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Interview: Diana Peterfreund on “Playscape”

Diana PeterfreundTell us a bit about “Playscape.”

I’ve been describing “Playscape” to people as “mommy horror.”  I’ve had friends who are parents tell me they can’t read it, or that I’ve given them nightmares. So: mission accomplished!


What was the inspiration for this story, or what prompted you to write it?

The park in the story is a park near my house, where my family and I used to go every day. I first got the idea for the story when my oldest daughter was a toddler, and then when my younger daughter got big enough to play on that same playground, I was reminded of it and then the voice came to me and I just ran with it.

You’re supposed to keep your eye on your kids when you’re out, but then, they go into a tunnel or something on the playground and you can’t see them and you get a little jolt of adrenaline, even though you know they are about to come out the other side. It’s irrational, but you think every time, where is my kid? Where did they go? Every parent’s worst nightmare is they turn around for a second and their kid disappears. It’s a primal fear.


Was “Playscape” personal to you in any way?  If so, how?

It’s a story about motherhood, and about the mommy wars and how we make ourselves feel “safe” by tearing down other people’s parenting choices. My friend was involved in a national scandal because she allows her children to walk to the park by themselves. I watched the way even some of our neighbors turned on her. I was also fascinated by the way any time a tragedy happens to a child, it’s always, “where was the mom, what did the mom do wrong that allowed this to happen?”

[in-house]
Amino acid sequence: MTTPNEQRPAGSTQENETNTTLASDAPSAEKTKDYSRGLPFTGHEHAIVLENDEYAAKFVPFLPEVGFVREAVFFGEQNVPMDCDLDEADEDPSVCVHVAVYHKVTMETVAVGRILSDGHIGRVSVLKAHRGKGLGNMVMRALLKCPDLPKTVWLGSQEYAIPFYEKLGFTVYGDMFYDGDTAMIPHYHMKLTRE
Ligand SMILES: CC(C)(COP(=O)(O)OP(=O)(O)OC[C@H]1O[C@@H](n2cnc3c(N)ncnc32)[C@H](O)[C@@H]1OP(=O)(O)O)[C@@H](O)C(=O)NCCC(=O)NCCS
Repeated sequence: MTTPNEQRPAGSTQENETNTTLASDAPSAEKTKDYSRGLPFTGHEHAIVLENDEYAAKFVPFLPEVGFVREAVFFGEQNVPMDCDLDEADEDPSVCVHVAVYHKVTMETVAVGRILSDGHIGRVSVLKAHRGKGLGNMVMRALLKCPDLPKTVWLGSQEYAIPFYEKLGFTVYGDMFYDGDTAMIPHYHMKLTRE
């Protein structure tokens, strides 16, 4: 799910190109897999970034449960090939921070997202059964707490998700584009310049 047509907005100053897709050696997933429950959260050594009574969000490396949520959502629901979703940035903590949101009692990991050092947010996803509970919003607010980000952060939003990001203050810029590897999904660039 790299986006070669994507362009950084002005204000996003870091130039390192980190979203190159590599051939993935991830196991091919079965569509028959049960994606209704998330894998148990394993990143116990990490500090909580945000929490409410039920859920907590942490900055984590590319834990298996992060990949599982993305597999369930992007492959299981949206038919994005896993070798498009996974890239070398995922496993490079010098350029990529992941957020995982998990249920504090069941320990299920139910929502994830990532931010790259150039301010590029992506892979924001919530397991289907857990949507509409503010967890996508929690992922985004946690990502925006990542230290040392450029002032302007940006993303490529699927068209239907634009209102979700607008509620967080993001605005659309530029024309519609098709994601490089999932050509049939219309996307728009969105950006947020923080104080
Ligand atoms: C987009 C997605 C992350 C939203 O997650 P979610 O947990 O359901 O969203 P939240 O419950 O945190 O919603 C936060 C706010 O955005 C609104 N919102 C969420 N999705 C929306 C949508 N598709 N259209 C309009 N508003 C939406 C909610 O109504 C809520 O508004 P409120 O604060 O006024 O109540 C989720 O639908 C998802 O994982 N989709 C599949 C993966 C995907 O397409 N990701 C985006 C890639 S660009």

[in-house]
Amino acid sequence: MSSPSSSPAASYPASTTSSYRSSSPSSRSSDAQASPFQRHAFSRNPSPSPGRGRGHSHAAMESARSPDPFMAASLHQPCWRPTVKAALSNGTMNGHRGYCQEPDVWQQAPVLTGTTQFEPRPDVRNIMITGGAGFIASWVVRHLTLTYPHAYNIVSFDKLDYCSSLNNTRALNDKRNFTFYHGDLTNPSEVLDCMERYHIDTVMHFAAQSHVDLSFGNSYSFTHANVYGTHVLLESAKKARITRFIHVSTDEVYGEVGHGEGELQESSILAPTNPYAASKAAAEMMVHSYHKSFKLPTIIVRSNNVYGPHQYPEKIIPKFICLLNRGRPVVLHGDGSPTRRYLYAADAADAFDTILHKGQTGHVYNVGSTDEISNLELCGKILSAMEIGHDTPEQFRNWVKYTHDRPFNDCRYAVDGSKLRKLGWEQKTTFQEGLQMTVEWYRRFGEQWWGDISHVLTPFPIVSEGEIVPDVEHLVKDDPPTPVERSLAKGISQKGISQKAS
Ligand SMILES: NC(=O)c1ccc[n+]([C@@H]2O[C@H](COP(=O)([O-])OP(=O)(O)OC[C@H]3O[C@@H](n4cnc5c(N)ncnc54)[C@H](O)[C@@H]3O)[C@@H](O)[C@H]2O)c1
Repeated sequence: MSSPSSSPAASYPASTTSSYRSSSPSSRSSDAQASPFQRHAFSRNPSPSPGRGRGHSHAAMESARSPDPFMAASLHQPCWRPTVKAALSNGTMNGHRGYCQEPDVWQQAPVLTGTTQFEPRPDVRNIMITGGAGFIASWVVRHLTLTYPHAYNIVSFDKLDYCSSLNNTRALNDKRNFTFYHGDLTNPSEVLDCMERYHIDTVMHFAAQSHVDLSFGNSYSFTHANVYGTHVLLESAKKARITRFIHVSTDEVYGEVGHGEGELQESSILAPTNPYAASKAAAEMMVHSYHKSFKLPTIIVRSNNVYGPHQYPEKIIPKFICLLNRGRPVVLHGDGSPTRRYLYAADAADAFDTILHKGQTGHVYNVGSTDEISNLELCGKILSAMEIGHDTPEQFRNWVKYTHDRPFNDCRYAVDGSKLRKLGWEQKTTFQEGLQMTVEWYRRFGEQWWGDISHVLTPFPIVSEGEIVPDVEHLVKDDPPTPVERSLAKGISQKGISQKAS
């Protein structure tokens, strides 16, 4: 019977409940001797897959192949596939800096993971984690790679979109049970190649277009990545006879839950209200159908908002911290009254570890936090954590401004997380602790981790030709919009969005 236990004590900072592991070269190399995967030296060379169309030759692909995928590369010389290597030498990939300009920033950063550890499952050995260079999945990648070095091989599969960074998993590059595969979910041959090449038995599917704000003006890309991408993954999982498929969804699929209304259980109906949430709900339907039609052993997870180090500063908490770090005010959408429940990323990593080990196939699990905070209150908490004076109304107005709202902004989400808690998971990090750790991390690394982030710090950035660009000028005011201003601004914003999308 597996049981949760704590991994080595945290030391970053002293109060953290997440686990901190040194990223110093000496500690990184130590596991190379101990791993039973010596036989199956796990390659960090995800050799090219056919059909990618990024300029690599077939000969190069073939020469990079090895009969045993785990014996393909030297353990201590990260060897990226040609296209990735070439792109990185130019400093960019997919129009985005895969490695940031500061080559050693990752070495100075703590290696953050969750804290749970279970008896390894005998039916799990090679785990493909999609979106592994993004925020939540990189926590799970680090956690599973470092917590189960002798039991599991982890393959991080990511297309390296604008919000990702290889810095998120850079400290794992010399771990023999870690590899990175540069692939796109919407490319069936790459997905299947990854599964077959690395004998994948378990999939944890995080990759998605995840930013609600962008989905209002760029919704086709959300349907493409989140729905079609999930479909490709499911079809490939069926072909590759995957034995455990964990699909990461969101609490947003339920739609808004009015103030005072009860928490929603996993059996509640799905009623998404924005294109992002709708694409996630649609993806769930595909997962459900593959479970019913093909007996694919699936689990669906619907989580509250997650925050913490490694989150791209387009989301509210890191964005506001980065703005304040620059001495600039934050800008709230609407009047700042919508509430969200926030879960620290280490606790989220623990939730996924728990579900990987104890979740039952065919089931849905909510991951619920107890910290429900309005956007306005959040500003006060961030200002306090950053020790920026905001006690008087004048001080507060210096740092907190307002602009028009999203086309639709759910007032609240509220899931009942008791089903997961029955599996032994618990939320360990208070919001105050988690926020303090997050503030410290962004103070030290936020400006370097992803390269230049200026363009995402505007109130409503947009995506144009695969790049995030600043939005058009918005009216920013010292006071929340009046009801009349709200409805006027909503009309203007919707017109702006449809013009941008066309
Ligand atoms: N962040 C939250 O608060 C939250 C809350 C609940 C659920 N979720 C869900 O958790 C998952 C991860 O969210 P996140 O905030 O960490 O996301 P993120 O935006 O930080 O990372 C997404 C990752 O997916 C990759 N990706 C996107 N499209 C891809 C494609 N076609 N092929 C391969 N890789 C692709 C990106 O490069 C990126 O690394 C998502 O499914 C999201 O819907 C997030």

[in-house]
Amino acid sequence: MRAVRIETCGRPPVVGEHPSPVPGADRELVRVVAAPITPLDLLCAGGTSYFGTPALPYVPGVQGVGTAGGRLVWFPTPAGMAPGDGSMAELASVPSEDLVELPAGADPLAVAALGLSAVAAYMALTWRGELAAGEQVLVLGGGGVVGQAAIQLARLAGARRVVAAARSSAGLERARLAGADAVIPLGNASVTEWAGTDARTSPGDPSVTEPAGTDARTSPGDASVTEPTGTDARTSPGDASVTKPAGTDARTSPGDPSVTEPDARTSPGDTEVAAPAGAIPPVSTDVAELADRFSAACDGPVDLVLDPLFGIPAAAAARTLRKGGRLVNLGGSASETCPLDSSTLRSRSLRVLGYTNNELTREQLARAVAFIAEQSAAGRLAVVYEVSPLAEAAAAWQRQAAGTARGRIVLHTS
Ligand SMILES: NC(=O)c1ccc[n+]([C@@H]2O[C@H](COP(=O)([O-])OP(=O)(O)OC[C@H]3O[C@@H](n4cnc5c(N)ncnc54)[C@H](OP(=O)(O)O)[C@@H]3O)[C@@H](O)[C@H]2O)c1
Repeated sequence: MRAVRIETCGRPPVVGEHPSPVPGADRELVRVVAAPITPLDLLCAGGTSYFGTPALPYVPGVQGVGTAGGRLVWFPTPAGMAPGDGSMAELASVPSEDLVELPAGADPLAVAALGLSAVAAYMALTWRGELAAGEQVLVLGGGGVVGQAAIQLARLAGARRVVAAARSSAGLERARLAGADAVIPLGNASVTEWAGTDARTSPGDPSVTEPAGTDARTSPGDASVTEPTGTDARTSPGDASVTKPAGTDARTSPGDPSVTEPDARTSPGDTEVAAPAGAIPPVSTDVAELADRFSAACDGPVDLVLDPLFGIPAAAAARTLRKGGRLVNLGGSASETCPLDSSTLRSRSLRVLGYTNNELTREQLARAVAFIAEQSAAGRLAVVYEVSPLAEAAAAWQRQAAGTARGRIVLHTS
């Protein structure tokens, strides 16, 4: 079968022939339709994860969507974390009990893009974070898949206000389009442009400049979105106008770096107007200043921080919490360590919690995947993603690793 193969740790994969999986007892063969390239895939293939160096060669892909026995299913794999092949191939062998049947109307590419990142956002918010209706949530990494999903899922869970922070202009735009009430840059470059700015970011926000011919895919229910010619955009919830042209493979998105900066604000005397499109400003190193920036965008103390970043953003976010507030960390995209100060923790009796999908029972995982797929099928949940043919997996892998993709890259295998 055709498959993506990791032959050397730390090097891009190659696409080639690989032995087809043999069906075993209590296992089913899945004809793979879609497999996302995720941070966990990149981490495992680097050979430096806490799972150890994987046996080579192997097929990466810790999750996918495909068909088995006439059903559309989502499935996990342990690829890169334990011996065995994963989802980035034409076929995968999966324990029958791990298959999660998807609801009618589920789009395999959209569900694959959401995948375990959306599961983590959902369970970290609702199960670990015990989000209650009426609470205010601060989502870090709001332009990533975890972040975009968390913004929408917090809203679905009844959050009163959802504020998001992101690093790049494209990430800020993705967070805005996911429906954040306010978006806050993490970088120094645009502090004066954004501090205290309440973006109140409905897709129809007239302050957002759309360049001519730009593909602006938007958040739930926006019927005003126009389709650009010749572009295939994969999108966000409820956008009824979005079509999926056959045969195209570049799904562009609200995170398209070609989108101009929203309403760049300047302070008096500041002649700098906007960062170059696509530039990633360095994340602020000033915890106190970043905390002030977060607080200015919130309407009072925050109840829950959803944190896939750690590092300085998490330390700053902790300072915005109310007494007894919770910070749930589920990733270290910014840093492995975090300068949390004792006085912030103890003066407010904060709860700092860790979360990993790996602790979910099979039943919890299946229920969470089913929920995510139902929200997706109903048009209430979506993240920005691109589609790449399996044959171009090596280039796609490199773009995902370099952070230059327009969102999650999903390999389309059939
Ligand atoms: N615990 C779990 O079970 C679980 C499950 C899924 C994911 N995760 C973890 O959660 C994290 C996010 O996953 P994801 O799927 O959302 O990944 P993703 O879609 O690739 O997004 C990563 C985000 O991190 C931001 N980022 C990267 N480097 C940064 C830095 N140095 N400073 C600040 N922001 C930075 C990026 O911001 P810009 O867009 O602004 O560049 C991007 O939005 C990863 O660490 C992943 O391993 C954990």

Was there any aspect of this story you found difficult to write?

This story was a bunch of huge firsts for me. First time I ever wrote in second person. First time I ever submitted a short story to a periodical. I wrote it in this hazy rush, but then I sat there and said, what in the world am I going to DO with you? I usually write sci-fi or fantasy novels for kids. I certainly had never written horror before. Was it even horror? It was the submitting that was really new and challenging for me.

I will say, though, that after I made it all real on the page, I had a hard time going back to that park in my neighborhood.


Who do you consider to be your influences?

For this story, certainly Shirley Jackson, who imbued everything she wrote with this gorgeous, quiet, feminine horror. And also Stephen King, whose horror shorts I grew up reading, and who could always make everyday objects utterly monstrous.


What are you working on now?

In a total tonal departure from this story, my newest series is a trilogy of YA mystery novels based on the board game CLUE, which I’m publishing in partnership with Hasbro. The first book, IN THE HALL WITH THE KNIFE, will be out from Abrams in October. As a die-hard fan of both the game and the 80s movie, I could not be more thrilled.

Though I will admit, I did recently get another idea for a creepy short story…


“Playscape” appears in the March/April 2019 issue of F&SF.

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